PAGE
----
Invacare ($IVC) has struggled to right itself for years, but thus far has failed to recover from an ongoing FDA investigation of a wheelchair manufacturing facility that first started in December 2011. Now it has undertaken its latest restructuring in an effort to return to profitability. The home and long-term medical products company started operating at a loss in 2013 due to the manufacturing difficulties.
On Aug. 20, the company said it would cut 190 positions, including 40 temporary employees, from its North American Home Medical Equipment, Institutional Products and Asia/Pacific segments. The move is expected to save the company $14 million to $15 million pre-tax in 2015.
It expects to incur restructuring charges of no more than $6 million. Invacare last restructured in late 2012, when it let go of 143 employees. On June 30, the company had 5,400 employees.
''Invacare is committed to improving free cash flow and restoring profitability in the North America/HME and Asia/Pacific businesses," Invacare interim President and CEO Robert Gudbranson said in a statement. "It is a necessary step toward achieving these objectives in light of our financial results for the first 6 months of 2014 and the slow sales start to the third quarter."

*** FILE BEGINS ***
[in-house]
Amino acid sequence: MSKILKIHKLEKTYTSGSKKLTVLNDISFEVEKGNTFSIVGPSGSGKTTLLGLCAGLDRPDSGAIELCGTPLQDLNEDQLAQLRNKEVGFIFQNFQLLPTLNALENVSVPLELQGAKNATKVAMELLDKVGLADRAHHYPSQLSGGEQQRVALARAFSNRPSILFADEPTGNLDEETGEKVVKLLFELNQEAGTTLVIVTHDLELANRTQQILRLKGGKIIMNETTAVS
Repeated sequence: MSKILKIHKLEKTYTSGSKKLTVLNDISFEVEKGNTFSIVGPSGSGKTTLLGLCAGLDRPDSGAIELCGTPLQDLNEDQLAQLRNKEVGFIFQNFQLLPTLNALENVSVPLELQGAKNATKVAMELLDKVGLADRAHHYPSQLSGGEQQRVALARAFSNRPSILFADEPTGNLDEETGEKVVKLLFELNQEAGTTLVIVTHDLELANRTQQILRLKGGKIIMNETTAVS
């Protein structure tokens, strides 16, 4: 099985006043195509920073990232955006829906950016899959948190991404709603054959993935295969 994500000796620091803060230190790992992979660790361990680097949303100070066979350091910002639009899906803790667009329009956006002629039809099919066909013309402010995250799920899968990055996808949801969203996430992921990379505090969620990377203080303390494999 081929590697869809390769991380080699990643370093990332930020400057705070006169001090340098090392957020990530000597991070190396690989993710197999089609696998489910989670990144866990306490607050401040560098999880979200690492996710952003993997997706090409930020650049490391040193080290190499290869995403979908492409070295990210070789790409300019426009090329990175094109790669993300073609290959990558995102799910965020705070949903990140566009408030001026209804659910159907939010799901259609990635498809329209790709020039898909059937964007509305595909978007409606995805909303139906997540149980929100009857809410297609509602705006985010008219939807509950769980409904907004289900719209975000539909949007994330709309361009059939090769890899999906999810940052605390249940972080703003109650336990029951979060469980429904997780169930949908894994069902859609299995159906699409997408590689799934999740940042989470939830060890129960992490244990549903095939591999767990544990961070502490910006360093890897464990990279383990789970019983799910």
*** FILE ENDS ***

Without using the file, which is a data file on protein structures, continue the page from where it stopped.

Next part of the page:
Invacare President and CEO Gerald Blouch retired at the end of July and former SVP and CFO Gudbranson assumed these positions on an interim basis while retaining his role as CFO. Blouch was with the company for almost 25 years, having started in 1990 as CFO. The company is currently conducting a search reviewing internal and external candidates to replace him, which seems vital to being able to move the company past its ongoing issues with the FDA.
In 2013, the company addressed two out of three certification audits under a December 2012 agreement with the FDA regarding its Elyria, OH, manufacturing facilities. The third audit is ongoing and is the most comprehensive. The company hasn't provided a timeline on when it should conclude.
"We are continuing to work on the final expert certification process. We need to better demonstrate that our quality system is sustainably compliant and that each subsystem is properly integrated," Gudbranson said on a July earnings call.
But shareholders remain unconvinced that Invacare has the situation in hand. As of Aug. 20, Invacare shares were down 31% for the year; shareholders responded to the restructuring news by pulling out an additional 2% in early trading on Aug. 21.
- here is the release and the Q2 earnings transcript